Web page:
BoldFace

Is it art? Well, how does it feel?

Illustration: Niklas Elmehed. Copyright: Nobel Media AB 2016

Illustration: Niklas Elmehed. Copyright: Nobel Media AB 2016

By James Harbeck

There has been much discussion of the Nobel Prize in Literature being awarded to Bob Dylan. I have no interest in weighing in on whether his work is Nobel quality—I won’t pretend to understand the judges’ criteria—but I do have some thoughts on the question of whether a songwriter is even eligible to be awarded the prize.

There is no Nobel Prize in music, or in songwriting. So we can’t say that he should be considered for a different category unless you think songwriting is more appropriate to the Peace Prize, or perhaps to Economics. No, if he’s getting a prize, Literature is it. The question is whether songs qualify as literature—whether, to be frank, they’re good enough, or whether they’re “just songs.” There’s something of a privileged-genre attitude, a white-marble image of literature (that is, the truly worthy kind of text) as being cool prose in dry books that silently dissects humanity’s problems, not in the noise of a musical performance.

This has about as much basis as the white-marble image of Greek statuary, which, we now know, was originally painted bright colours. We ought to remember that the novel, as such, has only existed for a few centuries. Narrative texts pretending to any literary merit were expected to be written in verse until early modern times. And why was that? Because the written literature was, originally, the lyrics of songs and chants and declamations to music. The vaunted Greek drama had not one word that was flatly spoken. The psalms of the Bible were for singing. Beowulf was incomplete without a harp to aid the recitation. The fact that we have peeled the spoken from the sung, and ultimately the silently read from the spoken, does not have any bearing on the human insight conveyed in the words. Poetry has been deemed worthy of the Nobel: Pablo Neruda, Seamus Heaney, and Wole Soyinka have all won it, and it is terrible to think that they might have been ineligible if they had, like Leonard Cohen, been driven by economics to set their poetry to music. (more…)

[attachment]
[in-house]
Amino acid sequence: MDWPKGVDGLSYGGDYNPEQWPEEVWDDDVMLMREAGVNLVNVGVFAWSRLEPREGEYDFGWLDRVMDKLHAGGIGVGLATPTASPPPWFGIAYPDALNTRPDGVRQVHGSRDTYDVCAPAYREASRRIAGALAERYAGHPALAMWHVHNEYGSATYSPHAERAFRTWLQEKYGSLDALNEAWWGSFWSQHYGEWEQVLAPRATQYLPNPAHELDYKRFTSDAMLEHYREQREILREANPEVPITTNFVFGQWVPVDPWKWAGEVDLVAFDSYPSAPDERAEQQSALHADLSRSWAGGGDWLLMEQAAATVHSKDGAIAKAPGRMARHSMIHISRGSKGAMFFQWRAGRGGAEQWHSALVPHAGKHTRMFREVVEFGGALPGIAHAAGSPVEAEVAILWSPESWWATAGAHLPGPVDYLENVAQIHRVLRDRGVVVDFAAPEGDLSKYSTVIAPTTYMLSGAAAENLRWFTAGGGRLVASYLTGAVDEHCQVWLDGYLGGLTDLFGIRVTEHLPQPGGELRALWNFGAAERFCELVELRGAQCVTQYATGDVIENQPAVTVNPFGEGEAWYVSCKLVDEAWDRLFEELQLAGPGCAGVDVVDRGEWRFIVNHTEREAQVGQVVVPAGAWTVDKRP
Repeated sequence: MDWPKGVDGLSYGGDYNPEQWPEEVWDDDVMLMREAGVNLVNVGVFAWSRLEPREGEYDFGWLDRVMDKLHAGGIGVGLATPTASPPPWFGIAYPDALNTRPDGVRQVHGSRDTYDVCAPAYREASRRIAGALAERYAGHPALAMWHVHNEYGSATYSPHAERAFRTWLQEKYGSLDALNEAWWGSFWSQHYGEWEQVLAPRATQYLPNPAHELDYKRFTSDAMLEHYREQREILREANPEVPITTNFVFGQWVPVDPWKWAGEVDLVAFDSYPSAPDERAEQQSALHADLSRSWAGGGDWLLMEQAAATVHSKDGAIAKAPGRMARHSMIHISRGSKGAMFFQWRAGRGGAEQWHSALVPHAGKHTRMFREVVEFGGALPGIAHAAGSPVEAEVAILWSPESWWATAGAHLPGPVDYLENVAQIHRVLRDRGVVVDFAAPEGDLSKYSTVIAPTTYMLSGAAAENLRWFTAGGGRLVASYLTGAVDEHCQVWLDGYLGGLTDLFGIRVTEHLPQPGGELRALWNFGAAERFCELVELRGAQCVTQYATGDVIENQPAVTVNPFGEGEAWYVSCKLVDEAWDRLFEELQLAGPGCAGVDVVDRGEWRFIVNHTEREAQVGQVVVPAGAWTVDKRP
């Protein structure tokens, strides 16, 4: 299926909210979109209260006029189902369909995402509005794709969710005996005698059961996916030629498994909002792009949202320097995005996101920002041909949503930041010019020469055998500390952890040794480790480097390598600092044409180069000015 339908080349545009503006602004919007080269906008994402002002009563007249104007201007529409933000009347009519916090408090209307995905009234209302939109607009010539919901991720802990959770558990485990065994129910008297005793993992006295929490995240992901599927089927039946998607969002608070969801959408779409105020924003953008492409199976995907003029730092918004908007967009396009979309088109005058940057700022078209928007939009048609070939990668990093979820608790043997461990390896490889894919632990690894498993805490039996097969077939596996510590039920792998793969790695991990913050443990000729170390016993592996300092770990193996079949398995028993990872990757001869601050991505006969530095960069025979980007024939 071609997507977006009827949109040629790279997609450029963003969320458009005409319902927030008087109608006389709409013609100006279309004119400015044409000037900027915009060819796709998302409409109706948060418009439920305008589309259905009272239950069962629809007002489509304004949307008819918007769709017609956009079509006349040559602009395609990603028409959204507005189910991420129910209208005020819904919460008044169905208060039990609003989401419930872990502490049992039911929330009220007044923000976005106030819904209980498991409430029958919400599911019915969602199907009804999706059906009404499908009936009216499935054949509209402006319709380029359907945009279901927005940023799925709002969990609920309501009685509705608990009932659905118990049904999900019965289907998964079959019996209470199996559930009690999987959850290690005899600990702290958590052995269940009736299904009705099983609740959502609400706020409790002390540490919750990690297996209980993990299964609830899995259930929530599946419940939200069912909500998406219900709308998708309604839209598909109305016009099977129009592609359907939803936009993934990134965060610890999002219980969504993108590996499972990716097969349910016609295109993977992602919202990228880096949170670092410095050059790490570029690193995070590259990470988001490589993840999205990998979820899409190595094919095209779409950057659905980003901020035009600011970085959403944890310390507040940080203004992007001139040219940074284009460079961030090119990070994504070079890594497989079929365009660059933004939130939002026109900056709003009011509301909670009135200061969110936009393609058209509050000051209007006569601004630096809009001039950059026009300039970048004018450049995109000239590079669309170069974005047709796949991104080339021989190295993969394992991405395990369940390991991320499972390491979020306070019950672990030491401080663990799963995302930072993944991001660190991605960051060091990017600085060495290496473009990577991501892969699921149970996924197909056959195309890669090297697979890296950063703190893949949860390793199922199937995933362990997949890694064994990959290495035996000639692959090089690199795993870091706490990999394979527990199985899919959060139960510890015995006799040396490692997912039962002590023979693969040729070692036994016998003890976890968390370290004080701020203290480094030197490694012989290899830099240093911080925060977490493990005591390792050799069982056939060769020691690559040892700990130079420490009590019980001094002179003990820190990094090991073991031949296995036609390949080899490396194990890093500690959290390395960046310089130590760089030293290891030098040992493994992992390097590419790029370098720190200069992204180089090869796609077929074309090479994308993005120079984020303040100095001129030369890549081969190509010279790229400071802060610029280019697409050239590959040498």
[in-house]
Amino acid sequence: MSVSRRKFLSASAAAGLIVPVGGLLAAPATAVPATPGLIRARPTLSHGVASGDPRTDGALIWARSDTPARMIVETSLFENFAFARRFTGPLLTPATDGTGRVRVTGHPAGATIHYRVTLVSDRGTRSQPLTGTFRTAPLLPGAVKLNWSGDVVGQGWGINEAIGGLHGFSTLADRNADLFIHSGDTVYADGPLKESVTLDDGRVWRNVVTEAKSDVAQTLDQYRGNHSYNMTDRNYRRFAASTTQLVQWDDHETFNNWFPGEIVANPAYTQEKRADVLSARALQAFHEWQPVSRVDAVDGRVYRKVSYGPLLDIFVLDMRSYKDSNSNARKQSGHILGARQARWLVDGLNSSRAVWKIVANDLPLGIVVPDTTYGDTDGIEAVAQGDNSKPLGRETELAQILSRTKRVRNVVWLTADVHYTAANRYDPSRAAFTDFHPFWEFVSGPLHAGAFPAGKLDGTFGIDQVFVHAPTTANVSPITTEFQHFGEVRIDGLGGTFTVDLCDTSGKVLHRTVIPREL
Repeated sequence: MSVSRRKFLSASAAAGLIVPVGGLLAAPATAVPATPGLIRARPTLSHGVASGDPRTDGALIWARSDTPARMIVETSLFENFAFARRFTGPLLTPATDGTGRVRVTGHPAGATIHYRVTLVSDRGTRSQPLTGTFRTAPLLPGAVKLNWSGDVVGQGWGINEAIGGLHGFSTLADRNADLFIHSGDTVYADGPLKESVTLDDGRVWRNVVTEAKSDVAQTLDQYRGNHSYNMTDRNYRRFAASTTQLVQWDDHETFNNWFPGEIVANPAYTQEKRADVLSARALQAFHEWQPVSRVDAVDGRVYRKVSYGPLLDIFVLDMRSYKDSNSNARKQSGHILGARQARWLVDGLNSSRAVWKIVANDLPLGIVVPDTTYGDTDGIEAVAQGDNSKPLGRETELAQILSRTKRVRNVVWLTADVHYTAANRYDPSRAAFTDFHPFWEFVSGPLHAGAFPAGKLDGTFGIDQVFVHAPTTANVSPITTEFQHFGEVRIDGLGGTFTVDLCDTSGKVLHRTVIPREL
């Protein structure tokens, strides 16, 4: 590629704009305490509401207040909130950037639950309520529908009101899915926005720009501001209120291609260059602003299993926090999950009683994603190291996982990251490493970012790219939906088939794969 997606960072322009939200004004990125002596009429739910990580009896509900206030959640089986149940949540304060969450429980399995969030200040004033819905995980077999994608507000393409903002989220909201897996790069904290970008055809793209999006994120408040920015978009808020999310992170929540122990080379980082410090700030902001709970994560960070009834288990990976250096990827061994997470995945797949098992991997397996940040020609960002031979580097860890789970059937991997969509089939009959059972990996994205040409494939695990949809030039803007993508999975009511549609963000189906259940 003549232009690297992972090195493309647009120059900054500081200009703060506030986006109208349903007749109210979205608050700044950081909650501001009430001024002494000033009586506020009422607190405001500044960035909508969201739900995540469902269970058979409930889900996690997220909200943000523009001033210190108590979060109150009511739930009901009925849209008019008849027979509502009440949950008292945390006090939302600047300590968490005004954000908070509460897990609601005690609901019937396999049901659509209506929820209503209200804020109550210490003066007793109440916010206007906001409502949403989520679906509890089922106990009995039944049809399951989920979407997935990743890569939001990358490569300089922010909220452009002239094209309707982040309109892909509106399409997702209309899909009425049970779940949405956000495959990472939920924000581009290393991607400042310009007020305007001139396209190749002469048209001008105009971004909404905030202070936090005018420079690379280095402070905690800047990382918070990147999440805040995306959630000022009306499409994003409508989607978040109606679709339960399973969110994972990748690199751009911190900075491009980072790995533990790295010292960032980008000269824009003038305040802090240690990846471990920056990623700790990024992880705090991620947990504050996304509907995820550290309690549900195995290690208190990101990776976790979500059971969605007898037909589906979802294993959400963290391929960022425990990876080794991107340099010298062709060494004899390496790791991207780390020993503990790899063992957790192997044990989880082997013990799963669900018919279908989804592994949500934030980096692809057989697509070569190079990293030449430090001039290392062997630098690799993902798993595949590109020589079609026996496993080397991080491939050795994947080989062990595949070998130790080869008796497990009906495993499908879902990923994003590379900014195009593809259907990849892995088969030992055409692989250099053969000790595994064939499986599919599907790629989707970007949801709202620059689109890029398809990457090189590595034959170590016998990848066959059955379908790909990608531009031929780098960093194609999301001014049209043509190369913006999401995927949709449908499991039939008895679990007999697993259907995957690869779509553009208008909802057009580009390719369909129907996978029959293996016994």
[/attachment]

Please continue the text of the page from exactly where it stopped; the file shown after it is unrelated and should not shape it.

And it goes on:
Oh, the Places You’ll Go: A bookstore crawl

bookstorecrawl-landscape-1-1

November 19, 2016
1 p.m. to 6 p.m.

Editors Toronto and Professional Writers Association of Canada, Toronto chapter members are invited to browse, buy, share, and talk about books, while also learning about how bookstores operate in today’s marketplace. On Saturday, November 19, beginning at 1 p.m., we will visit four independent, specialty bookstores in downtown Toronto. At each store, staff will meet with our group to share insights and answer questions about the store’s offerings and operations. Then we’ll have ample time to talk, to shop, and to talk shop before moving on.

Travel between the stores will be by TTC and on foot. The stores on our itinerary will be confirmed closer to the date.

The bookstore crawl will be run as the monthly program meeting for November.
The cost to participate is $5. To register, please click here.

No editor is an island: The follow-up

Editors drink Wine too!

Editors drink Wine too!


by Carol Harrison

It was a dark and stormy night when I met with fellow editors at Editors Toronto’s coffee-shop event last week at Boxcar Social. We were a small group with varying levels of experience and comfort with social media. These meetings are a great way to alleviate the isolation that sometimes comes from working from home. Plus, it’s good to see the real-life faces behind the online names!

Janet MacMillan and I are both active on social media, with Facebook, Twitter, LinkedIn, and blogging. Marg Anne Morrison and Alicia Peres, not so much. Admittedly, these platforms can be time-consuming, but they also help you connect with people who you would most likely never meet, especially if they live abroad.

Marg Anne raised the question of what “working remotely” meant. We agreed that it most often means working from home. However, there are those who work in remote regions or rural towns, which underscores the role social media plays.

Alicia said it was good to talk shop without having to explain yourself. That’s why editor meetups are so good! They’re not so much to learn something as they are to let off a bit of work-related steam.

Having drained our wine and drunk our beer (kudos to Boxcar for having Dieu du Ciel and making me one happy editor), it was time to return home. For me, it was good to meet people and reconnect with colleagues.

If you couldn’t make it out, we hope to see you at the our next event: “Oh, the Places You’ll Go: A Bookstore Crawl” on November 19, 2016.

Carol Harrison is editor-in-chief of BoldFace and freelance editor and writer at Muse Ink. When she isn’t focusing on words, she’s focusing her Nikon D3200.

This article was copy edited by Nicole Osbourne James.

The Word On The Street Toronto festival confirms printed books and literacy never go out of style

Word On The Street

Photo by Deepi Harish

By Deepi Harish